Living Liver Donation for Patients with Liver Cancer

On Valentine’s Day last year, I had the privilege of leading a 12-person team of surgeons, anesthesiologists, residents and nurses while a loving husband gave his wife part of his healthy liver to cure her from her liver cancer. 

Liver disease affects all walks of life and the husband, Bryan Li, was a perfect match to proceed with a lifesaving surgery for his wife, Francine Meng. Without the gift of living liver donation from her husband, Francine Meng would have spent 18 months to two years waiting for an organ.  She would have never gotten an offer and died from her cancer.  As a loving wife, sister and mother of a young child, that was a risk she did not want to take. 

Over the course of three meetings, the interdisciplinary team of social workers, independent donor advocate, and experienced transplant nurse practitioners spoke with the patient and husband about their options and they opted for living liver donation. 

Bryan Li gave his wife, Francine Meng, part of his liver- the best Valentine’s gift probably in history.  Today, both are alive and well and able to live their life with their young son.

NYU Langone has performed live liver transplants since the late 1990s and we have performed over 100 living related liver transplants.  Over eight hours in the operating room and a dozen specialists, including Associate Transplant Director, Dr. Glyn Morgan, and transplant surgeons Dr. Bruce Gelb and Dr. Aaron Winnick, are critical to the success of the surgery.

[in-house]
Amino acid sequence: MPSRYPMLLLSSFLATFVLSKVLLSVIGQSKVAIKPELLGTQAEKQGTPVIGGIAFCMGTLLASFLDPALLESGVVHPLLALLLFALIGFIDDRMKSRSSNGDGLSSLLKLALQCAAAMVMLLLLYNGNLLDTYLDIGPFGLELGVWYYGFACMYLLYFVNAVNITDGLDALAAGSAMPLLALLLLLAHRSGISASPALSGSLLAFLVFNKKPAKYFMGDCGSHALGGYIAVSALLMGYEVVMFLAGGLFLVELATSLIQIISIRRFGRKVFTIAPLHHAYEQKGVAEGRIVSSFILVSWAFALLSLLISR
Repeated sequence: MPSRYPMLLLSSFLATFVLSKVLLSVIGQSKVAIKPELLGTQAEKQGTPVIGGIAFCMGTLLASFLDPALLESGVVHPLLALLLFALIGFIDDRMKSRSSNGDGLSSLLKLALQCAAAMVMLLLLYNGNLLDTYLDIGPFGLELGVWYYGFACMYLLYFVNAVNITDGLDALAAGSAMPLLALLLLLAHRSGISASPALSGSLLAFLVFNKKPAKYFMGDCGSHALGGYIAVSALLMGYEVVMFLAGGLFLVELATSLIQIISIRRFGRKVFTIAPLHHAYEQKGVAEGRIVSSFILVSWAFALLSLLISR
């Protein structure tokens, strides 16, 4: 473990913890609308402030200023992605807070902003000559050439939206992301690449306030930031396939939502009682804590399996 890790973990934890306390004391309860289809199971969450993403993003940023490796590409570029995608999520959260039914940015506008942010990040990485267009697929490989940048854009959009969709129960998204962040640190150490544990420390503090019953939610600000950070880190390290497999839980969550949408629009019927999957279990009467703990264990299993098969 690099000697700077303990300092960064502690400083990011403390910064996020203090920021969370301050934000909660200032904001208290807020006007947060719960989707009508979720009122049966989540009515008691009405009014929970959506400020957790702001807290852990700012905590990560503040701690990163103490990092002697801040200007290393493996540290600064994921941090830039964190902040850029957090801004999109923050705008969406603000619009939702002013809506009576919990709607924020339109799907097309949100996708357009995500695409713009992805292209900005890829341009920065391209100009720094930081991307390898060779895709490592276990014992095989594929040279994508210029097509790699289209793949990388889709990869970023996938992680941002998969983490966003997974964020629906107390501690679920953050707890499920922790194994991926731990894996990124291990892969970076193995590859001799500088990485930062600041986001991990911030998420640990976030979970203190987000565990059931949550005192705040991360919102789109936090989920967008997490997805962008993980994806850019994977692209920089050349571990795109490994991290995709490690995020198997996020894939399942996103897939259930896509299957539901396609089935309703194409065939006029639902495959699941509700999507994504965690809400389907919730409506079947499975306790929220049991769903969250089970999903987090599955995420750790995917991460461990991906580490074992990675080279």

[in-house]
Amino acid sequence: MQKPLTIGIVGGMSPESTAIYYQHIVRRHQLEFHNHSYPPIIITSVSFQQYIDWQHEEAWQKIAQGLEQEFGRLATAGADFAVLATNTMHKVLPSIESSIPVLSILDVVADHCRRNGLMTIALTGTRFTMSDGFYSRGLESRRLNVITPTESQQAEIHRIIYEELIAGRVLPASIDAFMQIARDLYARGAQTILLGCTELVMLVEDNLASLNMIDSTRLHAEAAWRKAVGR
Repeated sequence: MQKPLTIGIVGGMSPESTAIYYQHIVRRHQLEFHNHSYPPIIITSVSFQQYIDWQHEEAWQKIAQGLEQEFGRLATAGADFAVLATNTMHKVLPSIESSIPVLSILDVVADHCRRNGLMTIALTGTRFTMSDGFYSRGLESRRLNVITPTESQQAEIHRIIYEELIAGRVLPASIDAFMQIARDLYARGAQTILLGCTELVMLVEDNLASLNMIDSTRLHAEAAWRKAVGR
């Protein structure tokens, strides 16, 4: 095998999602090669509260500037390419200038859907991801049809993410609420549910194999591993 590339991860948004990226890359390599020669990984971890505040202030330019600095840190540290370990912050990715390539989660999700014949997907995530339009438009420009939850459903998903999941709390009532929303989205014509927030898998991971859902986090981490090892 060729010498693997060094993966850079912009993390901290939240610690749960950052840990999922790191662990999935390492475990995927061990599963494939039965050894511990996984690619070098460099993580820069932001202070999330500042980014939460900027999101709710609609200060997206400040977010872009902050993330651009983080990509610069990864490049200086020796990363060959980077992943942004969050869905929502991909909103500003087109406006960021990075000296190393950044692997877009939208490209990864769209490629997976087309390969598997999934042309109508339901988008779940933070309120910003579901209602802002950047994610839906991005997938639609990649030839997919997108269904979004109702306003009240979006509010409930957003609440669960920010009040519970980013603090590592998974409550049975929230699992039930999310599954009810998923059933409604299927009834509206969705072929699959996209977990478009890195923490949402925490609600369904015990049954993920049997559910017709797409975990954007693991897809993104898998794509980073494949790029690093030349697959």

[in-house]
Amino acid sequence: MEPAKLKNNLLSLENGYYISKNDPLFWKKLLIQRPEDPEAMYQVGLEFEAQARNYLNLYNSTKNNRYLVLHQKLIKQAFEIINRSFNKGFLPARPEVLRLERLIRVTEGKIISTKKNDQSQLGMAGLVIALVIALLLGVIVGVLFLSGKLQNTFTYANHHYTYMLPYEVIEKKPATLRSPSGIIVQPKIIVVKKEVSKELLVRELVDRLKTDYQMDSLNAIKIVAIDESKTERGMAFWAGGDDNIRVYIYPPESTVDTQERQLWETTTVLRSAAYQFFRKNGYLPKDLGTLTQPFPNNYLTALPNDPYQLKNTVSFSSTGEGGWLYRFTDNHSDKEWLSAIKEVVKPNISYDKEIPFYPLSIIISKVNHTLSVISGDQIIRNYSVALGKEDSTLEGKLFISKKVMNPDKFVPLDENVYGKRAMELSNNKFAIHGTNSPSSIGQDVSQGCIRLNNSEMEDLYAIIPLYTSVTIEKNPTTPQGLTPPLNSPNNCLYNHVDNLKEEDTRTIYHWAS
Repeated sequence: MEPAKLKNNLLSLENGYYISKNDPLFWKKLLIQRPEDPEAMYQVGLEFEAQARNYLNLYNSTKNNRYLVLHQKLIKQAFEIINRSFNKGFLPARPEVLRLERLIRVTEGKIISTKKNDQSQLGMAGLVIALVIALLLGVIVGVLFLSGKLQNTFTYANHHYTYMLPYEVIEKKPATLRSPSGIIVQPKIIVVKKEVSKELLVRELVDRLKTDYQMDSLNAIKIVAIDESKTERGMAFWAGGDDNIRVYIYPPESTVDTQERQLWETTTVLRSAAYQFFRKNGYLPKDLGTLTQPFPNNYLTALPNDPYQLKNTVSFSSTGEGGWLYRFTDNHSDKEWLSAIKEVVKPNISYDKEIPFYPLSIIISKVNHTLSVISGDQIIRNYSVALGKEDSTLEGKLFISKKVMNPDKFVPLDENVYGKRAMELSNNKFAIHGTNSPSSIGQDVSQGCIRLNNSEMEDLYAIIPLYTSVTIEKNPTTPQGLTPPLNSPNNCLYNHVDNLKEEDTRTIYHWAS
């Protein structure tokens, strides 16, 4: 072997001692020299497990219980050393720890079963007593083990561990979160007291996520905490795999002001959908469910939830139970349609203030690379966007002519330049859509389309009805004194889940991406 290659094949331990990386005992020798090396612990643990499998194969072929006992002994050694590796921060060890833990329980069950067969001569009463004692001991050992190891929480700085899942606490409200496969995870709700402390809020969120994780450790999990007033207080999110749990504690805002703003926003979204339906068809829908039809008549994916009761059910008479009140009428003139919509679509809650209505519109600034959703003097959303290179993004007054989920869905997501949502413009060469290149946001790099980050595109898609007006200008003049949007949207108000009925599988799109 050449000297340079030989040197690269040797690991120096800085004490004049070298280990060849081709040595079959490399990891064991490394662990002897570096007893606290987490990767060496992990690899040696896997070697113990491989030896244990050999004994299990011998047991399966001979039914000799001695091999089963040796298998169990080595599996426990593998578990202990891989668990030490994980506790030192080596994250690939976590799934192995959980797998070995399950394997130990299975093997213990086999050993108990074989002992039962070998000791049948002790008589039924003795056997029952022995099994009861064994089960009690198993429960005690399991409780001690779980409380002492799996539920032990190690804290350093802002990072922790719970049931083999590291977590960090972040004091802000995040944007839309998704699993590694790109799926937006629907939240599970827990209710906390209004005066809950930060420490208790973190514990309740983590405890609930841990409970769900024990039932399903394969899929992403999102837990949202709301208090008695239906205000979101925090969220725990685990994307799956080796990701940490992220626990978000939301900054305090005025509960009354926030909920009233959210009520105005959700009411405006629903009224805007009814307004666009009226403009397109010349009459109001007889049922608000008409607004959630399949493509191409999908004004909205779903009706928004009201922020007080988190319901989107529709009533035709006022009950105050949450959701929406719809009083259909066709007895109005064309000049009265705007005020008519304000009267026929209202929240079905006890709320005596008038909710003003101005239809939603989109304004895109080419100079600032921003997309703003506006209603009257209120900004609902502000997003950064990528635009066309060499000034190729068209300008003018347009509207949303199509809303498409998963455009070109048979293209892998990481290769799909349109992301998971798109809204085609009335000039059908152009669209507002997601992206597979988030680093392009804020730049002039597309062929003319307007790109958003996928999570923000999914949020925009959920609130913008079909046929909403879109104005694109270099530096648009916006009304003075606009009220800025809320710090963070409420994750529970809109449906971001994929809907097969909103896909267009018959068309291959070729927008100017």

I am proud that at NYULMC Transplant.  We serve thousands of patients but our size is just right that we know each patient and their individual situation.  It is not ironic that we care for our patients in the Mary Lea Johnson Richards Organ Transplantation Center- a health facility donated by the late Martin Richards – a loving gift from husband to honor his wife, Mary Lea.  Bryan Li and Francine Meng are no different and I look forward to seeing them for years to come.

Valentines Day

Dr. Lewis Teperman: Testing for Hepatitis C Is Crucial to Avoid Fatal Liver Disease in Those Ages 45 to 64

Dr. Lewis Teperman is a renowned transplant surgeon in New York, and the author of the 2012 article “Living donation for the very ill patient with type 1 hepatorenal syndrome: Are we ready?” Among his professional circles, he is considered an authority on hepatitis C and liver transplantation.

According to federal health officials, two-thirds of individuals with hepatitis C are between the ages of 45 and 64. The testing for hepatitis C in individuals in this age bracket is crucial; due to the lack of knowledge of the disease during the 1960s and 1970s, many blood transfusions may have been contaminated. Any exchange of blood, including that which might occur in contact sports or in manicure/pedicure procedures, also carries the potential for the exchange of hepatitis C.

Treatments have considerably improved over the last few decades, indicating the possibility for a high quality of life for those diagnosed with hepatitis C. Liver transplant surgery is also an effective way to combat liver failure, so long as the disease is discovered in time.